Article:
Skip to: Content
Skip to: Site Navigation
Skip to: Search


European activist. A voice from the peace movement

By Judith Chettle / May 2, 1986



The Heavy Dancers: Writings on War, Past and Future, by E. P. Thompson. New York: Pantheon Books. 361 pp. $12.95, paper. $22.95, cloth. No one wants nuclear war, but peace is more than the absence of nuclear warheads.

Skip to next paragraph

Nothing illustrates so aptly the dilemma of those antinuclear activists who prefer to think of the United States and the Soviet Union as equals in perfidy as the recent Nobel Peace Prize award to International Physicians for the Prevention of Nuclear War (IPPNW). Finding it difficult to ignore Dr. Yevgeny I. Chazov's role in the anti-Sakharov campaign, spokesmen for IPPNW proclaimed the future of mankind to be a more compelling issue than human rights.

This is also the argument of E. P. Thompson, the British historian and leading spokesman for the European peace movement. In ``The Heavy Dancers,'' Mr. Thompson's aim is to give an account of the nonaligned peace movement in the past five years -- its origins, ``the increasingly sharp attacks (and calumnies) visited upon it by orthodox Western critics; the difficulties in attempting direct citizen communications between West and East; and the response to those attempts which has come from the official Communist apparatus.''

This is not an entirely convincing description of the movement. Thompson is an earnest, obviously well-intentioned man, but he is also part of that uncompromising group that wishes for absolute and immediate solutions to complex problems. Like the doctors of the IPPNW, his vision of the future is so bleak and apocalyptic that he is impatient with those who would debate the issue of nuclear disarmament in the wider context of differences in perceptions, national objectives, human rights, and fundamental beliefs about the nature of society. It is easier for Thompson to resolve the nuclear question by simply declaring the two superpowers equally culpable, and dismissing the matter of human rights as an irrelevant consideration.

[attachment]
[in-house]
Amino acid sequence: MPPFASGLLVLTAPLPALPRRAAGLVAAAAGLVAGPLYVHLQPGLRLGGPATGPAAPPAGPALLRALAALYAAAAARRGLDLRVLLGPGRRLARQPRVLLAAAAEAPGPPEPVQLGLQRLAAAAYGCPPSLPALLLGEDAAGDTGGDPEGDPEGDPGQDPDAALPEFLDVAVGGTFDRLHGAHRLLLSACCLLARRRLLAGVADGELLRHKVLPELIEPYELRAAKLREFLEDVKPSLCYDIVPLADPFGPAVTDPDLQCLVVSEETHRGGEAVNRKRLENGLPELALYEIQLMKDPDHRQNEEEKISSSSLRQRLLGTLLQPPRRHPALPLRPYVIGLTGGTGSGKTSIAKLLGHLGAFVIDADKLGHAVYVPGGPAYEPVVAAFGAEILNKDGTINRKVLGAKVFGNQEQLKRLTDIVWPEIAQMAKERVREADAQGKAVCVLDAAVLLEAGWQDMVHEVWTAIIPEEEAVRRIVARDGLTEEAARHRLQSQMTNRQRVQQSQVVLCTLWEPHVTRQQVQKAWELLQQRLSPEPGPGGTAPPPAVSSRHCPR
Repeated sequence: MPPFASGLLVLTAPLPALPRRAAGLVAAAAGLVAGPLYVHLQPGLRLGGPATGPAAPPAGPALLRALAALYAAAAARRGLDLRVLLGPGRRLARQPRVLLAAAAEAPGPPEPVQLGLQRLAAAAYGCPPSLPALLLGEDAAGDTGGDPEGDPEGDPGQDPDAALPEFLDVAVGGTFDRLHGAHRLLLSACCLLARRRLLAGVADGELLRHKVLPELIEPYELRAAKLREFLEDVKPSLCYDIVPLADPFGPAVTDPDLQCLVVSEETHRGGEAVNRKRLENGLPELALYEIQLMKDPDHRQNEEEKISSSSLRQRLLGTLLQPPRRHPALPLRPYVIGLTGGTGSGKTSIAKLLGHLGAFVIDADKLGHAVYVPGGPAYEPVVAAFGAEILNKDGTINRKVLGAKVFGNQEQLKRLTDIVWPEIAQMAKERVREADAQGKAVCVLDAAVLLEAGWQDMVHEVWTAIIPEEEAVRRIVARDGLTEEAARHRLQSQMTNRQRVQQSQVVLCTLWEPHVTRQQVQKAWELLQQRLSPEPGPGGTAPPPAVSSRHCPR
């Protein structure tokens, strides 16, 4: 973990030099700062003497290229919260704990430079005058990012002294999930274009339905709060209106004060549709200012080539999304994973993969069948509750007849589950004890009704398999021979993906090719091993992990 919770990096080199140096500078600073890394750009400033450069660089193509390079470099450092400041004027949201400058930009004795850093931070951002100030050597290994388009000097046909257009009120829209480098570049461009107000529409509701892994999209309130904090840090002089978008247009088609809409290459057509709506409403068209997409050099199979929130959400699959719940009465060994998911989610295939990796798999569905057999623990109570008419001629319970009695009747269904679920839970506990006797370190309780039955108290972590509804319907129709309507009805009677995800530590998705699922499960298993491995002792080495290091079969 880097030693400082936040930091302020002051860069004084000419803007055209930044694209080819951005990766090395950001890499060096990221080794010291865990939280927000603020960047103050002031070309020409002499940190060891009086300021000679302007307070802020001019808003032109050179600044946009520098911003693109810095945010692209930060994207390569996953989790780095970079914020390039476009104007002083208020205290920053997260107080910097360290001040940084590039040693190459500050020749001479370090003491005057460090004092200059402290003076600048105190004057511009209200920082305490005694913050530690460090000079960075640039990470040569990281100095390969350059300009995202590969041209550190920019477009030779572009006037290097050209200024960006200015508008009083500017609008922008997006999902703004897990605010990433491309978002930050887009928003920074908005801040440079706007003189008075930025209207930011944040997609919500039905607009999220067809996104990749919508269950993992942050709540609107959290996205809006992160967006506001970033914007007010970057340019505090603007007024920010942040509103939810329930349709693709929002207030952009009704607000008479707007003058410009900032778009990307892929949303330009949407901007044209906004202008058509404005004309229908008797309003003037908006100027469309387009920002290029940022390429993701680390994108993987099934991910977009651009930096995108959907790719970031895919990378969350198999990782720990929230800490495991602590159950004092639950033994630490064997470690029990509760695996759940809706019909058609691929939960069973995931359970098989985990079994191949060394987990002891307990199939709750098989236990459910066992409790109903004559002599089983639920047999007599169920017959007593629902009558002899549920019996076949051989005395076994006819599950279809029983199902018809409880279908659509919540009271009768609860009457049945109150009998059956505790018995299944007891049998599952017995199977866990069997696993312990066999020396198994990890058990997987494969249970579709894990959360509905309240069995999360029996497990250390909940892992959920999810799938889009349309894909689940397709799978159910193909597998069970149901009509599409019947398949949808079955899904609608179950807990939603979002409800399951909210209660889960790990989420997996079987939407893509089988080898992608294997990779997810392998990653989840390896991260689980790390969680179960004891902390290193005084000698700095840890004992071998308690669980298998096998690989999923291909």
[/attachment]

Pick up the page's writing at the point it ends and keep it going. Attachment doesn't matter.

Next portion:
One habit to be kicked, he writes, ``is that of using Human Rights as the coin of propaganda, as if a debit on one side can be scored as a credit to the other. This habit, which is widespread on both sides of the Atlantic, reveals how far we are from truly endorsing the consciousness of nonalignment. We remain in bondage to the schema of the Cold War, exchanging one ideology for its mirror image.''

These collected pieces reflect Thompson's fear of imminent nuclear war; his anti-Americanism (``It lays arrogant claim to a universalism of virtues''); his dislike and distrust of the Thatcher government; his concern about the divisions within the peace movement fueled by Soviet fronts like the World Peace Council; and a deep yearning for a new order, a new world, with new relations between nations and blocs, founded upon ``the human ecological imperative'' and transcending ``the ritualized and long-inert categories of `Communism' and `Social Democracy.' ''

He is highly critical of ``star wars,'' or the Strategic Defense Initiative, which he sees as an ``ideological delirium'' which ``massages the American ego by intoning homilies about `saving humanity,' while drawing humanity within new dimensions of danger.''

Much of Thompson's anti-Americanism is, one suspects, part of that fashionable British intellectual attitude based mainly on envy of the success of the younger sibling. His prescriptions for peace require closer scrutiny. Though castigating the Soviet Union for its treatment of unauthorized peace organizers, his sympathies are with the left, and his idealism, however admirable, reflects this bias.

Like those developers who raze areas of decaying but livable neighborhoods to replace them with gleaming, sterile high-rises, Thompson is not a follower of the ``patch, mend, and painstakingly rebuild'' school of politician. Distrusting the compromise, the patient, gradualist approach, he advocates solutions brought about by confrontation, by non-negotiation.

We can all sympathize with his fears: Nuclear war should be unthinkable. But while it might help in the short term to describe the United States and the Soviet Union as equally culpable, in the long run such sloppy analysis encourages more, rather than less, discord. ``The Heavy Dancers,'' paradoxically, needs more weight as well as agility and finesse if it is to be respected on the dance floor.